LOUIS PASTEUR (1822-1895)

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LOUIS PASTEUR (1822-1895): Louis Pasteur was a French chemist, biologist and microbiologist who discovered the process of mild heating of food (milk) known as pasteurization. Pasteur was the first to report the role of microorganisms in fermentation in 1848; and he contributed greatly in the discovery of vaccination. Pasteur was the first to create and use vaccines; and he developed vaccines for anthrax and rabies diseases caused by Bacillus anthracis and rabies virus respectively. Though a trained chemist, Pasteur was also one of the first scientists to recognize the significance of optical isomers, and he emerged one of the greatest biologists and chemist of the 19th century. As a Professor of Chemistry, Louis Pasteur achieved distinction in organic chemistry for his discovery that tartaric acid (a four-carbon organic compound) forms two different types of crystals. In the field of microbiology, he also showed that pebrine disease of silkworm was caused by a protozoan parasite. In 1857, he unraveled the mystery of sour wine and showed that microorganisms (bacteria) were responsible for the spoilage of wine and other food products. Louis Pasteur demonstrated that alcoholic fermentations were as a result of microbial activity, and that some microorganisms could decrease alcohol yield and sour the product. Pasteur also showed that some fermentations were aerobic while others where anaerobic.


Pasteur also developed the process of pasteurization ‘to preserve wine during storage’ by showing that mild-heating of milk could kill microorganisms in broth. Pasteur firmly disproved the doctrine of spontaneous generation by his swan-necked flask experiment. He isolated the causative agents of cholera and rabies and subsequently developed vaccines for rabies, cholera, chickenpox and anthrax. Louis Pasteur also proposed germ theory of disease and he also discovered the existence of life in the absence of free oxygen (anaerobic growth). His breakthroughs in microbiology helped solidify the concept of the germ theory of disease, whose principles were being developed at about this time by Robert Hooke and other microbiologists. Pasteur in 1880 developed a method of weakening a virulent pathogen, and using same to immunize individuals. His work established the roadmap for inoculating people with attenuated microorganisms as a way of protecting them from diseases caused by specific pathogenic microorganisms. And this paved the way and laid the foundation for the principles of immunization/vaccination which is widely used today to prevent infectious disease outbreak and spread in human and animal population.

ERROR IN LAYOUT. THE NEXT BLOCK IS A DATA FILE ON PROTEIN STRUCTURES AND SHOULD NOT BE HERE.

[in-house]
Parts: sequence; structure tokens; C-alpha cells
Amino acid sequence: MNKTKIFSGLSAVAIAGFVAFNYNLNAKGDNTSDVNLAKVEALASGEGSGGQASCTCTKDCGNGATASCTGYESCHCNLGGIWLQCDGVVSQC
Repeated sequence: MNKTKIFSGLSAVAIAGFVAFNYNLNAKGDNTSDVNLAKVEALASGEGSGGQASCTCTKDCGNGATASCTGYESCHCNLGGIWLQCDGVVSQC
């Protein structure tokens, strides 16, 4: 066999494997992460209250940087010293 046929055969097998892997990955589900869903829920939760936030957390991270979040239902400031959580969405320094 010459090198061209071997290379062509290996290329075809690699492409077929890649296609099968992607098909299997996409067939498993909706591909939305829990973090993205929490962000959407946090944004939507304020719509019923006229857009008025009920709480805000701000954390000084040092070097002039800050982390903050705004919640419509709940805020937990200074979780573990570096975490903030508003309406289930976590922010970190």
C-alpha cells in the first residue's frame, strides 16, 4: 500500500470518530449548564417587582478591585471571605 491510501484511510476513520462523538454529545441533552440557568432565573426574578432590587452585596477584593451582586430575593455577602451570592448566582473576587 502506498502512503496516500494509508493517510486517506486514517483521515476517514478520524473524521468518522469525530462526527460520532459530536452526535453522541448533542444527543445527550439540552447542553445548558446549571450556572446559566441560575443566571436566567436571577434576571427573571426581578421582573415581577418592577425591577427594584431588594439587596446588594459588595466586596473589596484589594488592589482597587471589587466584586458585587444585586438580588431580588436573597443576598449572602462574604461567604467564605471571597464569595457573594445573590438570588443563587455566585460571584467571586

Further reading

Brooks G.F., Butel J.S and Morse S.A (2004). Medical Microbiology, 23rd edition. McGraw Hill Publishers. USA. Pp. 248-260.

Madigan M.T., Martinko J.M., Dunlap P.V and Clark D.P (2009). Brock Biology of microorganisms. 12th edition. Pearson Benjamin Cummings Publishers. USA. Pp.795-796.

Nester E.W, Anderson D.G, Roberts C.E and Nester M.T (2009). Microbiology: A Human Perspective. Sixth edition. McGraw-Hill Companies, Inc, New York, USA.

Prescott L.M., Harley J.P and Klein D.A (2005). Microbiology. 6th ed. McGraw Hill Publishers, USA. Pp. 296-299.

Singleton P and Sainsbury D (1995). Dictionary of microbiology and molecular biology, 3d ed. New York: John Wiley and Sons.

Slonczewski J.L, Foster J.W and Gillen K.M (2011). Microbiology: An Evolving Science. Second edition. W.W. Norton and Company, Inc, New York, USA.

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